With the ongoing coronavirus pandemic fiancé visa applicants have found it increasingly difficult to receive a visa interview appointment at consulates and embassies across the globe. During the start of the pandemic, the Department of State announced widespread consular closures to prevent the rapid spread of the coronavirus. While phased resumption of visa services was scheduled to begin on July 14, 2020 with “high priority” given to K visa applicants, the majority of consulates and embassies have refused to schedule visa appointments. The result has been that fiancé visa cases have been stuck at the National Visa Center with no guarantee of receiving an appointment in the future.

To make matters worse, during the month of March, the President signed a series of coronavirus proclamations designed to limit immigration from certain countries in order to keep the virus at bay.

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The Coronavirus pandemic has created new obstacles and challenges for immigrants applying for visas at U.S. Consulates and Embassies worldwide. Since the Department of State first announced the phased resumption of routine visa services on July 14, 2020, applicants were thrown into a state of chaos and confusion.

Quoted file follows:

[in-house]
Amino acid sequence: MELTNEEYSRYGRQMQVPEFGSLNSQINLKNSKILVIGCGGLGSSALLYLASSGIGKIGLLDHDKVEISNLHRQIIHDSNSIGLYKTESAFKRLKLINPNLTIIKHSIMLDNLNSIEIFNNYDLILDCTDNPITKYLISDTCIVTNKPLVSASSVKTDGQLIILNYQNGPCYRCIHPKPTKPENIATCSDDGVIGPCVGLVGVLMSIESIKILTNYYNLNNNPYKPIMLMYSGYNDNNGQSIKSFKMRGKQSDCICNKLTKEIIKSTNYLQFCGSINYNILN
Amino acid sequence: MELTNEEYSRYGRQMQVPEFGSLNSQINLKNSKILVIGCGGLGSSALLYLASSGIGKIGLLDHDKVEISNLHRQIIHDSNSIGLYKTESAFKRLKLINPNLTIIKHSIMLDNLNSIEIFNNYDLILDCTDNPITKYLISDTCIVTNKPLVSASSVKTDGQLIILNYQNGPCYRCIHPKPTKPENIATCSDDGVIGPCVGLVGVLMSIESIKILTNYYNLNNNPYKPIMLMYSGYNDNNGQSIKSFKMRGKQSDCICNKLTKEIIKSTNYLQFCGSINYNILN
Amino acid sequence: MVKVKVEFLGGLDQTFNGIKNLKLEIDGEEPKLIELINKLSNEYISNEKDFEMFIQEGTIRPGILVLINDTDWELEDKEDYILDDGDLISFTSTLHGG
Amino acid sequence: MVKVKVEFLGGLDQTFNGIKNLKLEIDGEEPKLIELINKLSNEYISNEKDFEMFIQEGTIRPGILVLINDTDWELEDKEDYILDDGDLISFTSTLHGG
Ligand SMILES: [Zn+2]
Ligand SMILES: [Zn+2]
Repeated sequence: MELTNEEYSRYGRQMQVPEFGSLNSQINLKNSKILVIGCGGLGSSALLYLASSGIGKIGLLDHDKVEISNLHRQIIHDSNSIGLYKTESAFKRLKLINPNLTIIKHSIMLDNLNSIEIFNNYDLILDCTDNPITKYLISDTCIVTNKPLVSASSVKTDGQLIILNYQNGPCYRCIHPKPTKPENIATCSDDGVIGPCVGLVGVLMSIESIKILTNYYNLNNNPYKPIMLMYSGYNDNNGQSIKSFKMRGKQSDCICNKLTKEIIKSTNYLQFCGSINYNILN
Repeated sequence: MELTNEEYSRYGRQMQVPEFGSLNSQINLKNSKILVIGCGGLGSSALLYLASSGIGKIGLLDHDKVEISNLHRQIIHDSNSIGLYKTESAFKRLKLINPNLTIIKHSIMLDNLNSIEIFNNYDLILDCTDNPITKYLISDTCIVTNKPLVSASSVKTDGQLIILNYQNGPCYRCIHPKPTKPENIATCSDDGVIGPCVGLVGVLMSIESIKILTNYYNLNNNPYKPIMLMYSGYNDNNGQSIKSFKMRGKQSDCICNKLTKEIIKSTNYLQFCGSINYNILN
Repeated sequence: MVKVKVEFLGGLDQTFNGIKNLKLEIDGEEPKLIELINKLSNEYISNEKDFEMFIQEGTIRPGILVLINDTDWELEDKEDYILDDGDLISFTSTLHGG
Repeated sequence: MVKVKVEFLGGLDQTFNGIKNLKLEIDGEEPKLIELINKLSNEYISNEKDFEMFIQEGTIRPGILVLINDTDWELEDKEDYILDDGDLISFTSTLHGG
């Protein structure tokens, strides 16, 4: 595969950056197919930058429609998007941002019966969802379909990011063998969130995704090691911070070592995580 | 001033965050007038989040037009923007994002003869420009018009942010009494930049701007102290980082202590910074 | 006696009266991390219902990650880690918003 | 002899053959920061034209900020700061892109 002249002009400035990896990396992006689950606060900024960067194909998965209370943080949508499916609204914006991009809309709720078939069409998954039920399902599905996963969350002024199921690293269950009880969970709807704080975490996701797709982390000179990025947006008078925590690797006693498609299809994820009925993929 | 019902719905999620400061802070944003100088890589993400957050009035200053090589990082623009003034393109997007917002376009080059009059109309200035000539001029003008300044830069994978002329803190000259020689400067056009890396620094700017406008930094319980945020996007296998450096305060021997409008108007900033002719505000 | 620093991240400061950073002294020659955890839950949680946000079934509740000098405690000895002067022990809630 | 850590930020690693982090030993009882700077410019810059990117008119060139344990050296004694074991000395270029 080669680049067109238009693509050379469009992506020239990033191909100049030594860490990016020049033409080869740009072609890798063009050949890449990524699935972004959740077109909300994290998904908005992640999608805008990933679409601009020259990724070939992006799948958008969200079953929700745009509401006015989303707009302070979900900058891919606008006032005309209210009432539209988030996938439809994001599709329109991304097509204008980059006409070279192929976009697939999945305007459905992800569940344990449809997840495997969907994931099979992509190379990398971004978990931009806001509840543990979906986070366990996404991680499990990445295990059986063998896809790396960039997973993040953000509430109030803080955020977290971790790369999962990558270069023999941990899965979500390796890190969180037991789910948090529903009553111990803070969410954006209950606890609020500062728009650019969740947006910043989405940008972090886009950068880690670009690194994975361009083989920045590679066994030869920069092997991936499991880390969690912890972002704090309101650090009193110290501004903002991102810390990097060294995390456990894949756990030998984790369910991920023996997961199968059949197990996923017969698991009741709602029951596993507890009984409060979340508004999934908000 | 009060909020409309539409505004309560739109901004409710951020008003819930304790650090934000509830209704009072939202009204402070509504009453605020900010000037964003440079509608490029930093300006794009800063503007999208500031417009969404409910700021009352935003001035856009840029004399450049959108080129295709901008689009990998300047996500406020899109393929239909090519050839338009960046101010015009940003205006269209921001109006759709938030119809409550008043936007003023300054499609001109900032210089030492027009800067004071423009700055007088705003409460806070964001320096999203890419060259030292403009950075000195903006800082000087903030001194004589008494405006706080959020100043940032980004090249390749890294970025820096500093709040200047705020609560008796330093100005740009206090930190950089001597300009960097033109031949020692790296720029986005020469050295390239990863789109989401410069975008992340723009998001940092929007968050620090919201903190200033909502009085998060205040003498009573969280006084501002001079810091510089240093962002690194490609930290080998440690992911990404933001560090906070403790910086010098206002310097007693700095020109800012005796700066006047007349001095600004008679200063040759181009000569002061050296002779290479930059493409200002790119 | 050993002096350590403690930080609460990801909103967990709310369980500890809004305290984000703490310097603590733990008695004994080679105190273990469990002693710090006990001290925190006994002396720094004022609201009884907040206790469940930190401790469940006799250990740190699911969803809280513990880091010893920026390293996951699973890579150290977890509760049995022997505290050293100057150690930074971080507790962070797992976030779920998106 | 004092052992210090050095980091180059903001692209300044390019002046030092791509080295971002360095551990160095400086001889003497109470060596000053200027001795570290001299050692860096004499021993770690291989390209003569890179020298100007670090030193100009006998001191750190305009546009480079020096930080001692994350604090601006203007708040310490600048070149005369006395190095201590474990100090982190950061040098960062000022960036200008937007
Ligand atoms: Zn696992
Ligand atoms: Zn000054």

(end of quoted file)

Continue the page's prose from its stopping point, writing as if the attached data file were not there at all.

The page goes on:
Global conditions have only moderately improved in some regions, while in others they have worsened. This has caused the majority of U.S. Embassies and Consulates to remain shuttered to the general public. As it stands, very few Consular posts and Embassies have resumed scheduling of visa interviews. In the vast majority of cases, posts are only scheduling interviews and issuing visas for those with emergencies and those who qualify for expedited visa issuance.

Unfortunately, there is no specific date for when each mission will resume routine visa services, nor when there will be a sense of normalcy in the operations of U.S. Consulates and Embassies.

Our office has determined that one of the few ways to break through this state of limbo is to submit an expedite request with the National Visa Center. However not everyone will qualify to submit an expedited visa request.

Why aren’t spousal visas cases moving forward?